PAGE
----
PKCE vs Dynamic Client Registration for public clients

The RFC recommends to use PKCE for web (public client)/native apps. It’s not stated that Dynamic Client Registration (DCR) is bad but it’s not stated as an alternative either. I am wondering if there is any negative aspect of the DCR that i am overlooking.

I would say that the biggest difference between the two is the fact that PKCE is much easier to implement with less bookkeeping while offering about the same protections as DCR.

Looking through the use cases defined in the DCR specification, it looks like the use case of native app or SPA app is included.

Is there a reason why is not included in the best practices? Which use case is ideal to use the DCR?

Should I generate a lot of random serial keys and pick one for each registration or generate 1 for each user?

I’m talking about Online activation. My current workflow is:

  1. User pays via paypal (without registration)
  2. Paypal performs a request to my API.
  3. My API returns a serial key to the user.
  4. Then the user is able to register using this serial key.

Is a “pay to register then use” and not a “register then pay to use”.

So the question is:

  • Should I generate (let’s say 100) keys and store them in DB then pick the first one available when someone pays via paypal? Isn’t this vulnerable to “guess” attacks?
  • Should I generate 1 random key each time a user pays via paypal? Can’t this approach generate 2 equal keys? I mean I have no info from the user except what paypal tells me so I should somehow use a random function OR loop the entire table comparing the serial keys.

Sending static registration links via email

In our mobile application, users need to register first before they can use it. After successful registration, they an now login and use features of the app. Now we will have a feature in our application where all users who have records in the active directory and “master” database but not yet registered in the app would be sent sms with a registration link. The details are the ff.

  1. A static link is sent (not the usual dynamic ones where a token is appended to the url)

  2. When that link is clicked, an authentication page would show up in the machines internet browser and show a page where it asks for the user’s email address and birthday. When the entered information is valid, a one time password is sent via sms and if valid, the user can now proceed with registration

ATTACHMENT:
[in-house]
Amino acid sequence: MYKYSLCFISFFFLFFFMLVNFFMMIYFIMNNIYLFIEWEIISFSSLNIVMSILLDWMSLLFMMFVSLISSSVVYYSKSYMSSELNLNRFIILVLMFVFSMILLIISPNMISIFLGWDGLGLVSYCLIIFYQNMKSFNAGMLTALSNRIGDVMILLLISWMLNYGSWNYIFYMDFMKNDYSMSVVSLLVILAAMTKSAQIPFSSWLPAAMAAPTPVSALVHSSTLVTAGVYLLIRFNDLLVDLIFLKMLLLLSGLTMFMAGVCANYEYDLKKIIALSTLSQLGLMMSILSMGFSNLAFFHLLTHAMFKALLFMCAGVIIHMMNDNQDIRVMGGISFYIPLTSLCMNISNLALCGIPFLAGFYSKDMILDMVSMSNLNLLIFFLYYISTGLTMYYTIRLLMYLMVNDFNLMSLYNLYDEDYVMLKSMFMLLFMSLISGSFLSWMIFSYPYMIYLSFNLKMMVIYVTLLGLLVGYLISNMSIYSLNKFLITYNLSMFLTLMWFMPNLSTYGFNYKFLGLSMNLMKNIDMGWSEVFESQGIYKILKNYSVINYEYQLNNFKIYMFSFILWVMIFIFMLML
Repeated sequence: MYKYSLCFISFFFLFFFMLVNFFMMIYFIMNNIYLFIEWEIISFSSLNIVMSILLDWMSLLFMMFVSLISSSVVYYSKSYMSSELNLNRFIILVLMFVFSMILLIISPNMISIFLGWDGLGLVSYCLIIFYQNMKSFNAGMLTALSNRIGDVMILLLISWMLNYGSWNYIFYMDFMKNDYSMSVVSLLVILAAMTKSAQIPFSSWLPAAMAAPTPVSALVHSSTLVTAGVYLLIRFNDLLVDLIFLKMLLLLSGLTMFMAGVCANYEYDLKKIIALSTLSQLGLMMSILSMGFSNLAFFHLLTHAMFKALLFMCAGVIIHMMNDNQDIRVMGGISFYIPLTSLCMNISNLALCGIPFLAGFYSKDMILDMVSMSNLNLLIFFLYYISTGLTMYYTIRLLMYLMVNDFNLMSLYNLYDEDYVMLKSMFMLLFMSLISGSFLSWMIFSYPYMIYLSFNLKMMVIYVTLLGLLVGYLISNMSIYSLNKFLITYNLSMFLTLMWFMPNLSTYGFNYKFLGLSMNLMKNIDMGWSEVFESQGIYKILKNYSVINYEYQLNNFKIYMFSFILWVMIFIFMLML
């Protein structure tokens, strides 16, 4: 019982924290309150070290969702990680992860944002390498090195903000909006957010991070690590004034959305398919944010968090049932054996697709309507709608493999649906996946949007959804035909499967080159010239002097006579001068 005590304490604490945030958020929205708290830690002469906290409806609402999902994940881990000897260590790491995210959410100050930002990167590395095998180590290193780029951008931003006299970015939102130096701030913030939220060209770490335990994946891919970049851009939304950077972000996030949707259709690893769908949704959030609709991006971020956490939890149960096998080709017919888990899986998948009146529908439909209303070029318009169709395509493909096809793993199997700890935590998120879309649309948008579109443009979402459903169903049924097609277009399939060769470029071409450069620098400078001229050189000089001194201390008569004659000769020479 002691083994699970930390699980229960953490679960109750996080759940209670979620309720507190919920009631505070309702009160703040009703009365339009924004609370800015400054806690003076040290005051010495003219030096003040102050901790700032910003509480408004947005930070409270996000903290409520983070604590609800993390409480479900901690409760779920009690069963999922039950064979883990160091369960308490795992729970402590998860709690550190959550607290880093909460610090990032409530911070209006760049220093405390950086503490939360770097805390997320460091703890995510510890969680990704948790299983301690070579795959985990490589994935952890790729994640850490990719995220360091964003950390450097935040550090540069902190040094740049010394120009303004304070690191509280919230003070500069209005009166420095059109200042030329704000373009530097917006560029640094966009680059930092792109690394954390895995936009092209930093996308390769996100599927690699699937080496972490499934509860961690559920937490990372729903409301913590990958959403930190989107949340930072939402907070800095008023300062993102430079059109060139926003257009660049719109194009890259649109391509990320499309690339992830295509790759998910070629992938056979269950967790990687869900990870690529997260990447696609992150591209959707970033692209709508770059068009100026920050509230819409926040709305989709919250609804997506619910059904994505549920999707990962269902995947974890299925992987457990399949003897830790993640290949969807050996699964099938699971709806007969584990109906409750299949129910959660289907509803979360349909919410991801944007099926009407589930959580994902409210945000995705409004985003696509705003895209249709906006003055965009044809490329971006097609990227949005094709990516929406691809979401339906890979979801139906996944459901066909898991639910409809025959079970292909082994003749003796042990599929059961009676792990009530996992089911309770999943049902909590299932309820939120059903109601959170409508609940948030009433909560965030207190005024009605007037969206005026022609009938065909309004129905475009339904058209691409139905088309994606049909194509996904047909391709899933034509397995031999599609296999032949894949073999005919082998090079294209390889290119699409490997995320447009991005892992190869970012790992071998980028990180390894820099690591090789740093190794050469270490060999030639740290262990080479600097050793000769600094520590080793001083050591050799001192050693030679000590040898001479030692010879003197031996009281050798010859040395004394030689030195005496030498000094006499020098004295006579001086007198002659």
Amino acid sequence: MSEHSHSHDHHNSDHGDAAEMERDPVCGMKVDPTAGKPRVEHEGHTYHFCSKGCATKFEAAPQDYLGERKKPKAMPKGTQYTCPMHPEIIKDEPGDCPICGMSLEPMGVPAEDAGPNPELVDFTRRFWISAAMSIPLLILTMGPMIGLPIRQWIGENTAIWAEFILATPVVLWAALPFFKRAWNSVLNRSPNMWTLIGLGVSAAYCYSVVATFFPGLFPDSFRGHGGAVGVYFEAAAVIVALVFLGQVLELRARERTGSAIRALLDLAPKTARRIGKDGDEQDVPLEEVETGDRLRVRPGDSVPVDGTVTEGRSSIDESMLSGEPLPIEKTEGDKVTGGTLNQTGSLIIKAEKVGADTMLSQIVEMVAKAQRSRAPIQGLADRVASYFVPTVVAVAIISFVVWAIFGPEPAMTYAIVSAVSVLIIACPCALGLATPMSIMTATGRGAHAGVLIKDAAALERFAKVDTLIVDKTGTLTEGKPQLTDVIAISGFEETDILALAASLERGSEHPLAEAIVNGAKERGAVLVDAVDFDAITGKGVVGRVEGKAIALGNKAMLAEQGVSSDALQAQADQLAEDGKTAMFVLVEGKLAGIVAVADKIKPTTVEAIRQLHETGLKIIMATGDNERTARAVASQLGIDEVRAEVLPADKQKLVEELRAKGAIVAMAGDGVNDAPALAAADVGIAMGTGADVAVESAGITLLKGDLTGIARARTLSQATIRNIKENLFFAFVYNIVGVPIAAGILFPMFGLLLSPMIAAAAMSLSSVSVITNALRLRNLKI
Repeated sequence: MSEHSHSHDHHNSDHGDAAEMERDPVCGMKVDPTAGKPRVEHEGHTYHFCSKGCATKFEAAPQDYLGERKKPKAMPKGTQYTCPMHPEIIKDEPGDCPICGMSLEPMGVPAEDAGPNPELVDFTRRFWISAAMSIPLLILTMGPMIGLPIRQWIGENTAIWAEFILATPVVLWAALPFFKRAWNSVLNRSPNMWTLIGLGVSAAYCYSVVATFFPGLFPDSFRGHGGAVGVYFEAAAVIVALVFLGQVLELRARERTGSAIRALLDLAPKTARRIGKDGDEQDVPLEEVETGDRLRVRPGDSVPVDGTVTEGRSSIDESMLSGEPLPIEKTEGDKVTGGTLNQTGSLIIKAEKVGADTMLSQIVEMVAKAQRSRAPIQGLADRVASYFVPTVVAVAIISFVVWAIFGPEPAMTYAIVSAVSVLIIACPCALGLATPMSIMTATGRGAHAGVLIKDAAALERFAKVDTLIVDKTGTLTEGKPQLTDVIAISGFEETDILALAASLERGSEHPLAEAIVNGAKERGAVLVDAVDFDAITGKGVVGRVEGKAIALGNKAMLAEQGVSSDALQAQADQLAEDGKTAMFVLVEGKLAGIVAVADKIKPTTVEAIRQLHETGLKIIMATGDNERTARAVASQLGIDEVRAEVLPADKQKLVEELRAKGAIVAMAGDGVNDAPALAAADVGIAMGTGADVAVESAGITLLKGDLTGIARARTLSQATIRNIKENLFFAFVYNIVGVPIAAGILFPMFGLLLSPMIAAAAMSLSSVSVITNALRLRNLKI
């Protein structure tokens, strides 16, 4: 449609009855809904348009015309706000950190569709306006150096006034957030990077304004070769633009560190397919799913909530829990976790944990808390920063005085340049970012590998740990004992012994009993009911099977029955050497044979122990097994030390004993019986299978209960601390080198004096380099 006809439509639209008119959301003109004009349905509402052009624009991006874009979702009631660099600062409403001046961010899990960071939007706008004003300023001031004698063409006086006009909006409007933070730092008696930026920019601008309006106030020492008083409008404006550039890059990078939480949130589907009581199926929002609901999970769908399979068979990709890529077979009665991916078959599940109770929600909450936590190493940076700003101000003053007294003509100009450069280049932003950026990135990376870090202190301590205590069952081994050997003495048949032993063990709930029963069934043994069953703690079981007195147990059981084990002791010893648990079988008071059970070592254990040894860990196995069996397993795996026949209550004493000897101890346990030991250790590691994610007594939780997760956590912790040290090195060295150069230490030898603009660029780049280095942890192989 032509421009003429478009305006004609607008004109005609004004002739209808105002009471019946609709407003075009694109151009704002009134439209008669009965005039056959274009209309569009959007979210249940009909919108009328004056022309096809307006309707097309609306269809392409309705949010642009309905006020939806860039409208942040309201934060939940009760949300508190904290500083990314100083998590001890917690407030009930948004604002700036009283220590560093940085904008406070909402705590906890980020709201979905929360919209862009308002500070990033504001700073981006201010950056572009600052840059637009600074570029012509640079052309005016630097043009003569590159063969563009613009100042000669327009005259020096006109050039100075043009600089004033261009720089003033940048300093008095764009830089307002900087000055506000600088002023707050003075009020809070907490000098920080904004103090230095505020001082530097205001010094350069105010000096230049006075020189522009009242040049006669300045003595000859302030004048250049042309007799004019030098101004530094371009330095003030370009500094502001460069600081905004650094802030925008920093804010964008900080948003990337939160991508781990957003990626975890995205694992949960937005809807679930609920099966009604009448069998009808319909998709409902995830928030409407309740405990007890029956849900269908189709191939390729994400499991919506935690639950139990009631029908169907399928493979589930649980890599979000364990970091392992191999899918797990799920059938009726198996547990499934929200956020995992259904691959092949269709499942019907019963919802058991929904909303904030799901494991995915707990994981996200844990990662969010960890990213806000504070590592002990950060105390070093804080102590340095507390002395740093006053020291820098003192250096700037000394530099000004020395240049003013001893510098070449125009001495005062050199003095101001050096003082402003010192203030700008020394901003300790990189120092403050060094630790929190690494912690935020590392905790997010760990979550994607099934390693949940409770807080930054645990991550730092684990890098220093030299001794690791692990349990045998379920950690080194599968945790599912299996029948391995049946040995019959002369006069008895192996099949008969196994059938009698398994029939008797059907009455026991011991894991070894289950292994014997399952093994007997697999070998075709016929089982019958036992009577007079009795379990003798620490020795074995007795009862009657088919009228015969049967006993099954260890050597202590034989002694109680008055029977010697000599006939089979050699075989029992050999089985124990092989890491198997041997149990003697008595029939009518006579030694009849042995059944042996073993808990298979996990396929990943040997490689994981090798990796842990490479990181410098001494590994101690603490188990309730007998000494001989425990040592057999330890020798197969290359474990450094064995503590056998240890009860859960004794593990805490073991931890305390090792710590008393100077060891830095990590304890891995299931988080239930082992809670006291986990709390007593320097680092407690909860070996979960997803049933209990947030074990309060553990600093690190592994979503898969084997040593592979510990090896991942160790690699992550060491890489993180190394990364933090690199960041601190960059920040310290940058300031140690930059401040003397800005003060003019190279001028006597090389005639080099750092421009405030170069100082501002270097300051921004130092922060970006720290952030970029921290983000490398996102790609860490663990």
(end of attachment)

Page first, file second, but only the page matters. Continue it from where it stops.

The question is, is this kind of process secure? there was a debate within our team whether the link sent via sms should be dynamic or static? what are the possible vulnerabilities of this kind of process? doesn’t seem to violate any OWASP standard.

Registration form – Delivery or Billing Address first?

This is a UI question for all you e-commerce design experts out there.
Is there a generally accepted standard for which address to capture first from new registrations on a typical online shopping site. Should you fist ask the new customer for:
1. their billing address. or
2. their delivery address?

In my humble view we should first ask for their delivery address. My reasoning is this: since they are probably in the middle of checking out, and we don't want to slow down this process any…

Registration form – Delivery or Billing Address first?

Do registration codes need expiry?

I work on an application where users are sent a unique registration code in the post. They use this, along with other personal information known to the user, to confirm the identity of the user upon creating a new account.

Does the unique registration code sent in the post need an expiry time (like after 30 days)?

The argument that has been made to me is that if there is no expiry then a fraudster has longer to collate the personal information about the intended user to confirm identity. Therefore, they argue that adding an expiry decreases the likelyhood of fraudsters creating an account posing as the intended user.

However, if that’s the case, I would imagine that having an expiry would make no difference. If a fraudster has intercepted this mail then the individual has been personally targeted and the fraudster would be able to obtain the personal information to request another code?